The corporate banking sector of the banking and finance industry is a division which I am interested in. Corporate banking is the broad term given to different banking services that large companies, governments, or other big institutions need in order to function day to day. There are various responsibilities which have to be carried out which range from relatively simple such as issuing loans to more complex matters, such as helping to minimize taxes paid by overseas subsidiaries, managing the alteration in foreign exchange rates, or working out the full details of financing packages essential for the construction of a new office, plant and other relating facilities.
A few examples are Citigroup, Goldman Sachs, UBS and HSBC. UBS is a merging between the Union Bank of Switzerland (UBS) and the Swiss Bank Corporation (SBC) in June 1998. In 1998, SBC suffered from the long-term management crisis (www.SBC.co.uk/managment_crisis), this led to the merging of both companies to survive. If I were to work in such a vigorous environment I would require certain skills such as analytical ability and statistical aptitude, strong communication skills, the ability to grow and maintain client relationships and the ambition and demonstrable drive and eagerness.
Decline in employment trends and analyzing graphs/charts: As we can see from the graph aside (source: www.careertimes.co.uk), banking directors are the highest paid category in the banking industry according to the career times and national statistics. Currently in the news there as many various issues about limiting the amount bankers are getting paid and their bonuses. In my opinion, I believe that bankers should not be getting high bonuses and salaries, especially whilst the banks are currently in a recession.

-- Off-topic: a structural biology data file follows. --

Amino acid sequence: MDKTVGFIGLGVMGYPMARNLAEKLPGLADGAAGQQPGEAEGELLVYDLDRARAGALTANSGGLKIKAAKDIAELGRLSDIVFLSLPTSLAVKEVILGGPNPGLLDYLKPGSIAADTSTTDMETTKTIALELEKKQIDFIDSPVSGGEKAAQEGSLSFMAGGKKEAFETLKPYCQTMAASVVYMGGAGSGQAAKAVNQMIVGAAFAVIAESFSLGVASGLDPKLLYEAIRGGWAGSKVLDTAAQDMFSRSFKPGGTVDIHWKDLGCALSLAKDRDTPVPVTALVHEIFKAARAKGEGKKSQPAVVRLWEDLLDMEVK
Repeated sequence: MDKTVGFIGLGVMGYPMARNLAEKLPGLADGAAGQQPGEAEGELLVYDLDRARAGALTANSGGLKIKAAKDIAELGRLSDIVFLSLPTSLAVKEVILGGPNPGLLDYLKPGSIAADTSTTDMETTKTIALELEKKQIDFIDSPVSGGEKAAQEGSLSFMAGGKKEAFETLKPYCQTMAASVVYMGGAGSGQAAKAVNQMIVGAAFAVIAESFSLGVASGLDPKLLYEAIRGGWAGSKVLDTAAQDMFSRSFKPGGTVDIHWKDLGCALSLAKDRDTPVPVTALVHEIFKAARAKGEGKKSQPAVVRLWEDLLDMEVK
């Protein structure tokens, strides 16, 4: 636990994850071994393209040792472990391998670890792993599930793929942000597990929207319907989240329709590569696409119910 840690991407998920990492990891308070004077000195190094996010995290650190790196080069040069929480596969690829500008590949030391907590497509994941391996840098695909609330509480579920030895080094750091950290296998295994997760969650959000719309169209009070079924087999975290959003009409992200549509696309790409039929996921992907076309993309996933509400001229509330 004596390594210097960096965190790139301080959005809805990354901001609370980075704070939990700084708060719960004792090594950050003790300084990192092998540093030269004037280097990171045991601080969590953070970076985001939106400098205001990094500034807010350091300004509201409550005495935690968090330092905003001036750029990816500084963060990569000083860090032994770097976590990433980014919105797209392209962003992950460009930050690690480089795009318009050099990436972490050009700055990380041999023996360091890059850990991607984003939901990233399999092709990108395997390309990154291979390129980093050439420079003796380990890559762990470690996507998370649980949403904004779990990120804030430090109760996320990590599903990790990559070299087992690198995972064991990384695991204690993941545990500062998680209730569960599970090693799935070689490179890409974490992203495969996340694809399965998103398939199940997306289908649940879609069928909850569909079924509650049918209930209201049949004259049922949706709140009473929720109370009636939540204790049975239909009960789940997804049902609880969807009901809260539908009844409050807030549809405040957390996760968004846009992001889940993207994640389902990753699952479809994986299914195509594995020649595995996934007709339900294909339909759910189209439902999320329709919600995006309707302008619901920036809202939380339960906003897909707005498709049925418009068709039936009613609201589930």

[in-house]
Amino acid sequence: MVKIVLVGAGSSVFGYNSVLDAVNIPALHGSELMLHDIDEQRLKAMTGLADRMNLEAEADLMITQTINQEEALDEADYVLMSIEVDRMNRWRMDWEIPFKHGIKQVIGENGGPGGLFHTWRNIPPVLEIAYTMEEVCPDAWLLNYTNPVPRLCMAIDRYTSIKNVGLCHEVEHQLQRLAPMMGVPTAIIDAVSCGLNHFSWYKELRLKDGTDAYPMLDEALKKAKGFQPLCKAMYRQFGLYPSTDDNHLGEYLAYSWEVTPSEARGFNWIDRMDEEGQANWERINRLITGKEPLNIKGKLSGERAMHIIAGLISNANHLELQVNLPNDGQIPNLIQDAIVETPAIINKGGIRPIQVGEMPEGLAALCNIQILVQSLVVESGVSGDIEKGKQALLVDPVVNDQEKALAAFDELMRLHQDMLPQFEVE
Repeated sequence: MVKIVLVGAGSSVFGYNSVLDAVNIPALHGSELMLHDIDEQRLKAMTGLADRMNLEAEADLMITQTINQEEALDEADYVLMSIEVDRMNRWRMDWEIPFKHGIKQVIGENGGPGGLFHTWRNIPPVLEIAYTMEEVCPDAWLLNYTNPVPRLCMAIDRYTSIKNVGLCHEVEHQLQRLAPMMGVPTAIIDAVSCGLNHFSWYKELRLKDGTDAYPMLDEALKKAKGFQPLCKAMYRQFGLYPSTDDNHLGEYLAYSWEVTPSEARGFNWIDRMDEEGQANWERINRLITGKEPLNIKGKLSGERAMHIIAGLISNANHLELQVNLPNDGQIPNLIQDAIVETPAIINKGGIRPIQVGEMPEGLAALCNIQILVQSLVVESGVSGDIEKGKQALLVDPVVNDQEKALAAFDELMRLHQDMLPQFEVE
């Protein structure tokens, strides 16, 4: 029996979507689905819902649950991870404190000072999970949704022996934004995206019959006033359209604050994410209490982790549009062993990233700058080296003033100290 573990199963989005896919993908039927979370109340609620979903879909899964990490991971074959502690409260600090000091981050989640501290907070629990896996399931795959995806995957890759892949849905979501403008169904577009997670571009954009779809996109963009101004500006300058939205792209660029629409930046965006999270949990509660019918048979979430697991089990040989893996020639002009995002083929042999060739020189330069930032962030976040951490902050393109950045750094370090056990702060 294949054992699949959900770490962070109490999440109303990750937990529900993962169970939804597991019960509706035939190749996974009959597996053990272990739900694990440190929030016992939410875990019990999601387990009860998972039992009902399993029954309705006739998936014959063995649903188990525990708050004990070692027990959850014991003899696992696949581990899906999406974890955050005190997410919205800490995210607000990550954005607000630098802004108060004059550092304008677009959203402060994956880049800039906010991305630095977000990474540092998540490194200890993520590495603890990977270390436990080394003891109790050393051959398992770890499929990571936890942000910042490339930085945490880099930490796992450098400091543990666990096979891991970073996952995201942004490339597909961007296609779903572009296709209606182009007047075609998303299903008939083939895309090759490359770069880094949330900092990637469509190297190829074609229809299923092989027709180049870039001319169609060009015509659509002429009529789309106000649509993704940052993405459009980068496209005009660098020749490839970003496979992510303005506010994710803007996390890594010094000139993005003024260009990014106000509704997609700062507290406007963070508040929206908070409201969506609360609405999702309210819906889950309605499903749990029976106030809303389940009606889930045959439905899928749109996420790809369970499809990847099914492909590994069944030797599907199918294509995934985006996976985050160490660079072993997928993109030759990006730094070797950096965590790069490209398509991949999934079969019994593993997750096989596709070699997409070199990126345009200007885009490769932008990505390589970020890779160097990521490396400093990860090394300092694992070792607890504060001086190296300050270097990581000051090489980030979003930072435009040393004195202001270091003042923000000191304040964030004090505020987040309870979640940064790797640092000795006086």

Decline in Skills in the industry and analysing charts/graphs: The skills required for the banking and finance sector are currently on a shortage as there are not enough graduates studying business related degrees. This means that less graduates are being employed meaning that less money is being injecting into the economy from their potential salaries. The government is currently advertising HE courses online, in specialist magazines and in recruitment agencies for potential graduates/school-leavers to go onto further studies. This concerns the government because if the Banking and Finance industry was to collapse completely the UK economy would collapse within seconds as the economy is depends upon the industry.
The Pie chart (www.CBI.org.uk/publications) aside shows the number of people employed in each sector in 2009. As I can see from the pie chart, the manufacturing sector has the most percentage employed (22%). This could be due to less expertise needed, e.g. degrees or relevant skills, as most manufacturing companies provide training for individuals. The most decreased number of people employed is the hospitality section (0.5%), this may be due to less people spending less on going to hotels and holidays and saving their money due to the economic crisis.
However, the main industry I am concerned about is the Banking, Finance and insurance industry because if I were to rank the pie chart in order of most employed the banking industry would come 5th, this could be due to less graduates studying relevant degrees to work in the Banking and Finance industry. However, all the industries in the pie chart rely on each other to operate and survive. If one industry was to disappear overnight, then the whole system would find it hard to cope, e.g. energy and water disappeared then there would not be any electricity to operate the computers and lighting.